With the start of the New Year, many of us may have considered making career-related resolutions. For some, you are hoping to enter into the year with a renewed promise to your current position; possessing hopes for a productive, successful, and enjoyable 2013. For others, you have made the commitment to take a positive step forward and make a change – be it a switch to a new organization, or a complete career change. The New Year is the perfect time to evaluate and assess your goals for the months to come. Here are our Tips for 2013.
For Those Who Wish to Continue with Your Current Firm:
1) Become a Better Employee:
Use In-Office Time Wisely Are you someone who spends extra amounts of time with personal things at work (Facebooking, scheduling hair cuts or doctor’s appointments)? This is something that can, at times, be seen as an unproductive use of working business hours and can breed feelings of hostility between co-workers and can portray you in a negative light to a supervisor.
Stay Positive! Ever get sick of that one person in the office who is constantly complaining about something, or everything? Be sure that you are someone who promotes an upbeat atmosphere and tries to consider things in a positive light, not one who brings the group down.
Say Hello. It doesn’t hurt to take a minute say hi to or ask the people you walk past in the morning how their holiday was. If there is someone in your office you don’t really know, and with whom you have really meant to go grab lunch or a cup of coffee – do it! The more connected you feel to your co-workers, the happier you’ll be going to work every day.
2) Outline S.M.A.R.T. Goals:
Write out an annual plan to design a road map for what you would like to accomplish in the upcoming year. This helps to ensure productivity. These are goals that you can set personally or that can be designed with your manager. They should be Specific, Measureable, Attainable, Realistic, and Timely. The best way to keep on track with your plan is to have a concrete idea of how to get there. Check out this website for more: http://topachievement.com/smart.html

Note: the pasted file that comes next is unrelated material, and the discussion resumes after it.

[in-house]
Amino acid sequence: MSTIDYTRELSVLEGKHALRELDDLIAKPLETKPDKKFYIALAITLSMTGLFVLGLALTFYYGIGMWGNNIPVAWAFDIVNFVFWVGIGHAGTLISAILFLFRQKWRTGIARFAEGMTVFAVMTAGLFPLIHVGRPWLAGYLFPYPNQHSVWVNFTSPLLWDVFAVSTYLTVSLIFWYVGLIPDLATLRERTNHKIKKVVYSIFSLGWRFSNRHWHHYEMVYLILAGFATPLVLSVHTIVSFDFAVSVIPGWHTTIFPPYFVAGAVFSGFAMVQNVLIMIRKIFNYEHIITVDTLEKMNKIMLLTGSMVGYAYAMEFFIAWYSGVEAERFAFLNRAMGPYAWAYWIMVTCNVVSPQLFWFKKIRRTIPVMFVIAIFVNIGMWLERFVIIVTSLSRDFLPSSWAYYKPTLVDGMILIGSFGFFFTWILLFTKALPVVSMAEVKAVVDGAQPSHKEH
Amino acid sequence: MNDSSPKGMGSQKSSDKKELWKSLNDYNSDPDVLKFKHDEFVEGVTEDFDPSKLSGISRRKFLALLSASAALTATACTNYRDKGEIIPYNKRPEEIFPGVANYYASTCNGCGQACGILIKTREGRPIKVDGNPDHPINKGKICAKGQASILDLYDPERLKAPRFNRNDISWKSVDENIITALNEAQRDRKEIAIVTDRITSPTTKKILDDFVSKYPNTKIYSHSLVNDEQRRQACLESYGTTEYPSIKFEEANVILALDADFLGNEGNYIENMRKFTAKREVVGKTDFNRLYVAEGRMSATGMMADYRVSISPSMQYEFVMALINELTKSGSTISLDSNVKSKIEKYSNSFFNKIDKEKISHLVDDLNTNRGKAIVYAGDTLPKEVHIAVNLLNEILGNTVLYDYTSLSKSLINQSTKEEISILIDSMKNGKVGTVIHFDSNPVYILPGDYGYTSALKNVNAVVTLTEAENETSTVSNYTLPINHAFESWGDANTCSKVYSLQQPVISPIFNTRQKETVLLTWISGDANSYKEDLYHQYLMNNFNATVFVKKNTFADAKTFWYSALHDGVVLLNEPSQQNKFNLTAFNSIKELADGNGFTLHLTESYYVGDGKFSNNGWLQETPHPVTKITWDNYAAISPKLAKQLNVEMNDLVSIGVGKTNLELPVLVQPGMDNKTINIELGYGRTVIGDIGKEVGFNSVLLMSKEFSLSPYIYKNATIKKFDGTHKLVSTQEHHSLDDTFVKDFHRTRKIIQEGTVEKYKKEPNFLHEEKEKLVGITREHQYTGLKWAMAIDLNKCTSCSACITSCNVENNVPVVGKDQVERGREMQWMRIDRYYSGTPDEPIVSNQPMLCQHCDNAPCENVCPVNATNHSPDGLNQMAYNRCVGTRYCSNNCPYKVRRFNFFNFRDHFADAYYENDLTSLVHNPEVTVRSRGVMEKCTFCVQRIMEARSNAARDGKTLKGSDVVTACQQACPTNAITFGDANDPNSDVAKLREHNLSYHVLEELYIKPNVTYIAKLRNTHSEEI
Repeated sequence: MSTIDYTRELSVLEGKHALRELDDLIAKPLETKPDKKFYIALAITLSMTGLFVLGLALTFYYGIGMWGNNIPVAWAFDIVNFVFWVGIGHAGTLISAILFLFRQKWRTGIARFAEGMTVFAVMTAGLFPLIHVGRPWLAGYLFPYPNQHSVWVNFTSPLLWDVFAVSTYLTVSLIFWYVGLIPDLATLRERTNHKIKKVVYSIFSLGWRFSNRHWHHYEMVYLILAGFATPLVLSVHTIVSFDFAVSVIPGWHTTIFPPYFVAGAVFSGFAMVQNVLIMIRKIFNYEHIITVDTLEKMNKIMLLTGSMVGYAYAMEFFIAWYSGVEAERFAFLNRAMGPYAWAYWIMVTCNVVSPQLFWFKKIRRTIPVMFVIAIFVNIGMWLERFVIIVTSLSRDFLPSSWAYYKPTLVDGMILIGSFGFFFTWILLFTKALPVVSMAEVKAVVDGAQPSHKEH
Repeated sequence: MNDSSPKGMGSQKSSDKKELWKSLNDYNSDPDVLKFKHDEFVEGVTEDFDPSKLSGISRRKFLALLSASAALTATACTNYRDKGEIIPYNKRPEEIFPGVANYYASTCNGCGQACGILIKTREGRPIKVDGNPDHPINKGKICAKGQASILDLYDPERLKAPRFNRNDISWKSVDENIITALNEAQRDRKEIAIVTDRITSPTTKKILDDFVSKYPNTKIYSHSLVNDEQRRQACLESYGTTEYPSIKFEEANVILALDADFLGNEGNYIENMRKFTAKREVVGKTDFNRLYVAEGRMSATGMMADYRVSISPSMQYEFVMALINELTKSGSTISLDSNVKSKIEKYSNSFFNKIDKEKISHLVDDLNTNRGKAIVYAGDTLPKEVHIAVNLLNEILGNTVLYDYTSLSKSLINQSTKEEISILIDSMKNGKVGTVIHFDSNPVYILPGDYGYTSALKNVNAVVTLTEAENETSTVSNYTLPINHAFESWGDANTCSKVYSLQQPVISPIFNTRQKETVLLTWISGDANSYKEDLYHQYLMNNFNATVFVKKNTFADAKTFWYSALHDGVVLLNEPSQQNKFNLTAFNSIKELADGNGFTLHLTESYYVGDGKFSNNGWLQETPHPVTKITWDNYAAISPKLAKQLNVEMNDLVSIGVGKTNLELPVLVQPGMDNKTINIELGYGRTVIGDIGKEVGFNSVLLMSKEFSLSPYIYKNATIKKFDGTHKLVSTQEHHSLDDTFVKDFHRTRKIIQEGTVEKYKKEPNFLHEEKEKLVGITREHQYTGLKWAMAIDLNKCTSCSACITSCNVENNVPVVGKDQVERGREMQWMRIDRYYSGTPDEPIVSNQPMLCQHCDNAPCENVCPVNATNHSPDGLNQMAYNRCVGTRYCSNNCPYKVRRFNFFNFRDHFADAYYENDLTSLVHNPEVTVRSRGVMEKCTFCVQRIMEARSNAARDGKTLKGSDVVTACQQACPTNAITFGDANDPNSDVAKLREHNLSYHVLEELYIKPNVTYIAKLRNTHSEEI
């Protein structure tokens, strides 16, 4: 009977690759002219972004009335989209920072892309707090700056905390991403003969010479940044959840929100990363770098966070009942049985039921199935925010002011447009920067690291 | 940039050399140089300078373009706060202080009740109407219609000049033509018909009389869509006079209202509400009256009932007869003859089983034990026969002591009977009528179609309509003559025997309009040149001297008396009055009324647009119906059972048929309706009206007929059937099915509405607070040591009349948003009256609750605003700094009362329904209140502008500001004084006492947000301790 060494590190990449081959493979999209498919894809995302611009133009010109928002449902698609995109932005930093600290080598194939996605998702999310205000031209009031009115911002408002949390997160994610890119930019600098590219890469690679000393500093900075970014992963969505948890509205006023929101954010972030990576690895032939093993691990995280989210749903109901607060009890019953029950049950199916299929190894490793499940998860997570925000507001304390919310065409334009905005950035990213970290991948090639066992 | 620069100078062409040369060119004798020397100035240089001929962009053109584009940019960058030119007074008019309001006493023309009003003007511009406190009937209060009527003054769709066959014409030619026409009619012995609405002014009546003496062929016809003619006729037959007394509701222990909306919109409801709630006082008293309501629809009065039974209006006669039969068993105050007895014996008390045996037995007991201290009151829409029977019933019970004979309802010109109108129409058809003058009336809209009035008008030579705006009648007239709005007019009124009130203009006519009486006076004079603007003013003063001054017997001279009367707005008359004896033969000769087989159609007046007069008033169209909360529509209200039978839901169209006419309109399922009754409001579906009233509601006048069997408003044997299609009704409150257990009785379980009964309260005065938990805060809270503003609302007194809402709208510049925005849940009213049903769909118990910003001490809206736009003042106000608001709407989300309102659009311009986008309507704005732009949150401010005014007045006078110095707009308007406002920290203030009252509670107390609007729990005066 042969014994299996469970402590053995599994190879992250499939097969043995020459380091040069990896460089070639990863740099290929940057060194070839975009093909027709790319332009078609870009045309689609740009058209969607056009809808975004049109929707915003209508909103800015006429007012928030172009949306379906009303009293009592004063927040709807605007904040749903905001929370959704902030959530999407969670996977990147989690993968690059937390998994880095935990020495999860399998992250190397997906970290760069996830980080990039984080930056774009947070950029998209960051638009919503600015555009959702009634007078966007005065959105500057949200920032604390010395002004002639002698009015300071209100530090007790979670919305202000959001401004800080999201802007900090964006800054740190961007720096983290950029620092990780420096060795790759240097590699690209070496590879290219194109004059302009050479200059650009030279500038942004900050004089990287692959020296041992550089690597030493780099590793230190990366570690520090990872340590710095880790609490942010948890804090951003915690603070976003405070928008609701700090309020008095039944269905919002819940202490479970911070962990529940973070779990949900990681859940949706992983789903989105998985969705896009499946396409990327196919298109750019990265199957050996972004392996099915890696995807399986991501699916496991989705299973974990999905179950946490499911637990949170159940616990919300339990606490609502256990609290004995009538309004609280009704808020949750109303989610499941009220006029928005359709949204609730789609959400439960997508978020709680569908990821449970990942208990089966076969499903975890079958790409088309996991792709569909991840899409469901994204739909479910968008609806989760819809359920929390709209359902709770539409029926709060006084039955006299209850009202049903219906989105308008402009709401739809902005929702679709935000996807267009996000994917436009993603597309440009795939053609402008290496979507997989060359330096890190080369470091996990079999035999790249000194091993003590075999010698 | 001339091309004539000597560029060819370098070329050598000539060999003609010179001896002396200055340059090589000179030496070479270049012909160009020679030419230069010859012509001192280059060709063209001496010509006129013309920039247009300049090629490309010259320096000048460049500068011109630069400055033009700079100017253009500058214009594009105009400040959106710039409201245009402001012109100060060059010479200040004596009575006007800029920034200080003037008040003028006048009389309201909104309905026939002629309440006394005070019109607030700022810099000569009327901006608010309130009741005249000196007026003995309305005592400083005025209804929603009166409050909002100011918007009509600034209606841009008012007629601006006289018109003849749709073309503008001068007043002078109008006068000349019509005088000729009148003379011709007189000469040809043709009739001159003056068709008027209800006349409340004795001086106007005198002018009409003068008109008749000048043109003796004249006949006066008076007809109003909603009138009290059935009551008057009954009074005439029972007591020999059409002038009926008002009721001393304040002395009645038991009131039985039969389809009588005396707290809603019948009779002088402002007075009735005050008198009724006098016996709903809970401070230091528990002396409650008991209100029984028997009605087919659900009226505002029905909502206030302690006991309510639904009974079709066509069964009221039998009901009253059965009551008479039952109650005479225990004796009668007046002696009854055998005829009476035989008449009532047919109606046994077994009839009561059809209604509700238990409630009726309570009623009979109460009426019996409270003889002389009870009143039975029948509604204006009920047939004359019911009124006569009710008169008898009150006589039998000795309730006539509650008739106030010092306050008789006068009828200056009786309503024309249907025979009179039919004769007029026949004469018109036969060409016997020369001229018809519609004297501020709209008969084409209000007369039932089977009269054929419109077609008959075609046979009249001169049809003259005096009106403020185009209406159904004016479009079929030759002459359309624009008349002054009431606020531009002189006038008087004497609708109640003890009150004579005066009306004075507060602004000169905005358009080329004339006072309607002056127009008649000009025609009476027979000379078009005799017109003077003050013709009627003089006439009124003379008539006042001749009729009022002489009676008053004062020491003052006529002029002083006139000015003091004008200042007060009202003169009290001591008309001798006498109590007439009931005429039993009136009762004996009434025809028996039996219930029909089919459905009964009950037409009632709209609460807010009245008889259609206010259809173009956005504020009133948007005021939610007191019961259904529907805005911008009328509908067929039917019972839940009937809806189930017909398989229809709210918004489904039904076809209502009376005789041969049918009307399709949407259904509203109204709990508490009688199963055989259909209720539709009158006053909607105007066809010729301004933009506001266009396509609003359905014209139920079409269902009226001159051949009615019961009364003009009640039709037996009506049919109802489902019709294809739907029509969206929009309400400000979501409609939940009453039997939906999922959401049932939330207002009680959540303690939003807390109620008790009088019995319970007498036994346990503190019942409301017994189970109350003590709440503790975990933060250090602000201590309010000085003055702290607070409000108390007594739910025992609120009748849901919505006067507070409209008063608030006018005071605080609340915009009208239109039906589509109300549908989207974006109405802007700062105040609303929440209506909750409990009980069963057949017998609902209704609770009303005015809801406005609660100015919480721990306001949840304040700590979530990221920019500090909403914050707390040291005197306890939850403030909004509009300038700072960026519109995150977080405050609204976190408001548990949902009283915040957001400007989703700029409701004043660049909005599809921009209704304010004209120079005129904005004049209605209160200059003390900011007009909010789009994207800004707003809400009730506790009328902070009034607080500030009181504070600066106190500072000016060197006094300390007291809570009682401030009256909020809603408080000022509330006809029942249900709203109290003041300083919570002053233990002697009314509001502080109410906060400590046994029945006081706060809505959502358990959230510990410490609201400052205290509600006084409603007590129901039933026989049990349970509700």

3) Focus on your strengths and don’t obsess over the weaknesses!
We live in a culture in which we are always trying to change what we aren’t good at doing – think of how much more productive you could be if you would take on more of what you’re really great at doing at work. When extra projects or opportunities in those areas arise, try to capitalize on them to showcase your skills.
4) Use and Continue to Build Your Network!
Sometimes in Washington, DC one of the most useful tools in your arsenal is knowing who to go to with questions. Be sure to keep in contact with the people from other organizations with whom you have interacted – make it not just purely business but a mutually beneficial relationship. Take a few extra seconds on a call or in an email to get to know who you are working with so that you can continue the relationship after the project.
For Those Who Wish to Make a Change:
1) Evaluate What You Want to Do:
Before starting to haphazardly apply to any job opening that you see, think about what is motivating you to make a change and where you’d like to see yourself going with your career. There certainly must be valid reasons for wanting to make a switch, so before jumping ship with your current role or making a new commitment, spend time considering where you would like to be and what you would like to do. This prevents having to start the job search process again shortly after making a change.